International examples of emissions trading

The following are some emissions trading schemes proposed or in operation around the world:


Description of scheme

European Union

European Union Emissions Trading Scheme (EU ETS)
Commencing in 2005, the EU ETS is the world’s first and largest mandatory Cap and trade scheme for CO2 emissions covers all 28 EU members states, and three non-members (Iceland, Liechtenstein and Norway).


Japan Voluntary Emission Trading Scheme (JV ETS)
Japan has operated a voluntary emissions trading schemes since in 2005 that covers CO2 emissions from fuel consumption, electricity and heat, waste management and industrial process from over 300 companies. Consideration for a mandatory ETS in Japan is ongoing.

New Zealand

New Zealand Emissions Trading Scheme (NZ ETS)
In operation since 2008, the mandatory NZ ETS currently covers emissions from forestry, stationary energy, industrial processes and liquid fossil fuels, which are collectively responsible for roughly 50 per cent of New Zealand’s emissions. Emissions from waste are covered by the NZ ETS from 2013, while emissions from synthetic gases are covered by the NZ ETS or a levy from 2013 . Since 1 January 2012, the agricultural sector has had mandatory reporting obligations under the NZ ETS.

People’s Republic of China

China launched pilot emissions trading schemes in seven provinces and cities in 2013 with a view to develop a nationwide trading scheme.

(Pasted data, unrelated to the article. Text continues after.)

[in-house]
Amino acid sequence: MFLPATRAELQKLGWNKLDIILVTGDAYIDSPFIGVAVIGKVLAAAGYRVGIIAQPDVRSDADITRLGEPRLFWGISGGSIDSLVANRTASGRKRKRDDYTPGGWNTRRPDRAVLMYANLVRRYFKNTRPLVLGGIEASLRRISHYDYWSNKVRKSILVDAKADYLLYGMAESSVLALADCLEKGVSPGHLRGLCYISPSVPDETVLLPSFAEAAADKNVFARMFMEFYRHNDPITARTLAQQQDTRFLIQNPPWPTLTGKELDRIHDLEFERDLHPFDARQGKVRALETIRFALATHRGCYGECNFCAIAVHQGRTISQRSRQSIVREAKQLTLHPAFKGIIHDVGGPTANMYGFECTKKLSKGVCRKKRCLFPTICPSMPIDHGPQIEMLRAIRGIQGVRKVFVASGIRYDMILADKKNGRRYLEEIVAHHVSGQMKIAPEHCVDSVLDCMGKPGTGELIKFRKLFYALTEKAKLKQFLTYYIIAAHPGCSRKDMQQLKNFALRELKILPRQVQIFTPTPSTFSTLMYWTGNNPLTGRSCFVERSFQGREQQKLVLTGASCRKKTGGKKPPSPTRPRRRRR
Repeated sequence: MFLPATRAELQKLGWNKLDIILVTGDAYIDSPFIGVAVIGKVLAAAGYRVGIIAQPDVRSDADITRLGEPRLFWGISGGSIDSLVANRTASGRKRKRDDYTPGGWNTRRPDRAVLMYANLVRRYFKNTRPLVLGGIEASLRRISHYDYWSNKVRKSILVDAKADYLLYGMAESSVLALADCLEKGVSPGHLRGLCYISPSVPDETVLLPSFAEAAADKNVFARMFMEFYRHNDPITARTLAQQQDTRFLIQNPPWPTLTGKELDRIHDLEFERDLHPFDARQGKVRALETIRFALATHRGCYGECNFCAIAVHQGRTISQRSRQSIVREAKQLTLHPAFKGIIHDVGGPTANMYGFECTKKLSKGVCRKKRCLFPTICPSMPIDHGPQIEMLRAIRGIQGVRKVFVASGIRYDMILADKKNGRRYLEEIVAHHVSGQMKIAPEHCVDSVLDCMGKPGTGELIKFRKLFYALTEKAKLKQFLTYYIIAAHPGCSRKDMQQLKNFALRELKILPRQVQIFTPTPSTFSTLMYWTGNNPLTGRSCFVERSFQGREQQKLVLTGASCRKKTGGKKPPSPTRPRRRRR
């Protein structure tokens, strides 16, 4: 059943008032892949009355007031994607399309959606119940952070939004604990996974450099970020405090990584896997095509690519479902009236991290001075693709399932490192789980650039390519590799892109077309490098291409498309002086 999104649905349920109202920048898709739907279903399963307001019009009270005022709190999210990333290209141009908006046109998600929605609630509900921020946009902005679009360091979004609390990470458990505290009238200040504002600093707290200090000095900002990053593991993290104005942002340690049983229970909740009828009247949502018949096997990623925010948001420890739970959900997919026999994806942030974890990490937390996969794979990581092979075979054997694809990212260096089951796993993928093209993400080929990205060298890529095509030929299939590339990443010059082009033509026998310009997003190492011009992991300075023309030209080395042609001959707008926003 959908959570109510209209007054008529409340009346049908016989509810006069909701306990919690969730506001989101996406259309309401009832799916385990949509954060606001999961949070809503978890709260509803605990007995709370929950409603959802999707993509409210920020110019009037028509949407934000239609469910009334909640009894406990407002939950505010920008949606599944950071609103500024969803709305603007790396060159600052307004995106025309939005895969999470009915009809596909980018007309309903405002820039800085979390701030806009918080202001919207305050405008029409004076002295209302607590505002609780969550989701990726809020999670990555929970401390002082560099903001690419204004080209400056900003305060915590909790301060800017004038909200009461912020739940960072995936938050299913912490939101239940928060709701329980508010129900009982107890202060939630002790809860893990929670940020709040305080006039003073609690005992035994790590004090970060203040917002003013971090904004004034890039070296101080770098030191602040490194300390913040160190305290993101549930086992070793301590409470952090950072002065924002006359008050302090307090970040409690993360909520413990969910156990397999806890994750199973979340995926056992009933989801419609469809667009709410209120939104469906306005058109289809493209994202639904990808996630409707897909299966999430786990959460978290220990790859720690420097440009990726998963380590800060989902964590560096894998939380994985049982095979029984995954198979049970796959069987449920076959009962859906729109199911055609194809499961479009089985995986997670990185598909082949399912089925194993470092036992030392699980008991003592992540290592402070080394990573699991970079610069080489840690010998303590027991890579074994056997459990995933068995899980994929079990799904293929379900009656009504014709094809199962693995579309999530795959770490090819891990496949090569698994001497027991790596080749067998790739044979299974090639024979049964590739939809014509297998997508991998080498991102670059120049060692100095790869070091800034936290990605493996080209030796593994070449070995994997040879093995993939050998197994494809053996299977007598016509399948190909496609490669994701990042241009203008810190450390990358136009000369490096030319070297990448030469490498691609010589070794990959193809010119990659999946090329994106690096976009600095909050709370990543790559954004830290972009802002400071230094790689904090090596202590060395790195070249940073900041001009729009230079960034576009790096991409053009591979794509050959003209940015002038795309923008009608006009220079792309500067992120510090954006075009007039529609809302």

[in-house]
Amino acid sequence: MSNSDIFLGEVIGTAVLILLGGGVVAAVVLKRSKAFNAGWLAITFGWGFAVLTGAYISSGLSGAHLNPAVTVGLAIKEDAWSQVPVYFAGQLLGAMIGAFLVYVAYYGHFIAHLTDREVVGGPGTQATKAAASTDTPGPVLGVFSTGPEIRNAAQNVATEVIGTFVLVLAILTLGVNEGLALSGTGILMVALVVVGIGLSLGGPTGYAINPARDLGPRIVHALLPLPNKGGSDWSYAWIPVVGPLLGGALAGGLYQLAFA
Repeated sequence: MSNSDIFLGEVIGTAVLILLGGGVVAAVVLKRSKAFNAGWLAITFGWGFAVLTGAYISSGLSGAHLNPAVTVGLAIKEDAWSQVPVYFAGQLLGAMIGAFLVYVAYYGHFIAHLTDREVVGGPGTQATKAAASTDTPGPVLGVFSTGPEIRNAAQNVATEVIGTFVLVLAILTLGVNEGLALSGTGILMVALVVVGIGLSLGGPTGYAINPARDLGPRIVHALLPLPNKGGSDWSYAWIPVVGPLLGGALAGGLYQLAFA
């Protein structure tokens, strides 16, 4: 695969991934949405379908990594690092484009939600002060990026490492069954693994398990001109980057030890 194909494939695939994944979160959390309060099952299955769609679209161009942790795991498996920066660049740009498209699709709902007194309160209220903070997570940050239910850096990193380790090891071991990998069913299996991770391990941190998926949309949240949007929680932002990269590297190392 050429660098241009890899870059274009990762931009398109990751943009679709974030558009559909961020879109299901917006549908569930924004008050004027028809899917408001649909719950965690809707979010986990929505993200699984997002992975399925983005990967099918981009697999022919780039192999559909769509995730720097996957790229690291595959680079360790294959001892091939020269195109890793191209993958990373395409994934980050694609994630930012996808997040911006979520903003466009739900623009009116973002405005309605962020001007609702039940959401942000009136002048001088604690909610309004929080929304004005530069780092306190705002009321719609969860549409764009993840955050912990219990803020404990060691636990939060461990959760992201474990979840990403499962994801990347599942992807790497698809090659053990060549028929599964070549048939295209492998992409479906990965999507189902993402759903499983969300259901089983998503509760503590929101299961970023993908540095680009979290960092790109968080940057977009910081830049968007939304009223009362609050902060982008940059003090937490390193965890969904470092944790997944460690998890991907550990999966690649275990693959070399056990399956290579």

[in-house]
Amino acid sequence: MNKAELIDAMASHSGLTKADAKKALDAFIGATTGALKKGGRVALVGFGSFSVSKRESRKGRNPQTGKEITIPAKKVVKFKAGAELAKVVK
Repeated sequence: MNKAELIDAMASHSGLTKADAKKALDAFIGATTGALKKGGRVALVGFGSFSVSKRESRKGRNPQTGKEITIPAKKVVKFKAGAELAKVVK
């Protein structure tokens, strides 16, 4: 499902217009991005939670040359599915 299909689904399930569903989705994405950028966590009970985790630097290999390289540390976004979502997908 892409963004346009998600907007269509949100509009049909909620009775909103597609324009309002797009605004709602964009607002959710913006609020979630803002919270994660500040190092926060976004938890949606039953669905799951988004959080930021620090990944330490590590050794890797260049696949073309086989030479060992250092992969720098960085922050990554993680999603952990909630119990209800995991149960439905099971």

Republic of Korea

Korea’s emissions trading scheme started in January 2015 and it requires about 470 of Korea’s largest polluters to pay for their CO2 emissions, collectively covering roughly 60 percent of Korea’s greenhouse gas emissions.


The Swiss Emissions Trading Scheme, which began on 1 January 2008, is a voluntary scheme run in conjunction with an exemption from the mandatory CO2 taxes.  The scheme covers CO2 emissions from large companies or groups of companies that opt in to the scheme.

United Kingdom

CRC Energy Efficiency Scheme
Established in 2010, the CRC Energy Efficiency Scheme is a mandatory cap and trade scheme applying to large non energy-intensive organisations in the public and private sectors that are not covered by the EU ETS.  These organisations are responsible for around ten percent of the United Kingdom’s emissions.

United States

Progress is underway in California to design a cap-and-trade scheme that is required by the Global Warming Solutions Act of 2006 to begin in 2012.  Roughly 85 percent of greenhouse gas emissions in the state from 360 businesses will be covered by the scheme.

Regional Greenhouse Gas Initiative (RGGI)
RGGI is a mandatory cap and trade scheme covering 209 fossil fuel electricity generators across ten north-eastern states in the United States.  It requires participants to hold a tradable allowance for each tonne of CO2 they emit by purchasing auctioned units or carbon offsets.

Western Climate Initiative (WCI)
The WCI is a  collaboration between 10 Western US States and  Canadian Provinces.  The cap-and-trade scheme is due to begin on January 1, 2012, covering emissions from electricity, electricity imports, industrial combustion, and industrial process emissions.  It is expected to be expanded in 2015  to include transportation fuels and residential, commercial and industrial fuels.  Approximately two-thirds of total emissions in the WCI jurisdictions will be covered initially, while nearly 90 percent of the GHG emissions in WCI states and provinces will be covered by 2015.

Last updated: 24 November 2015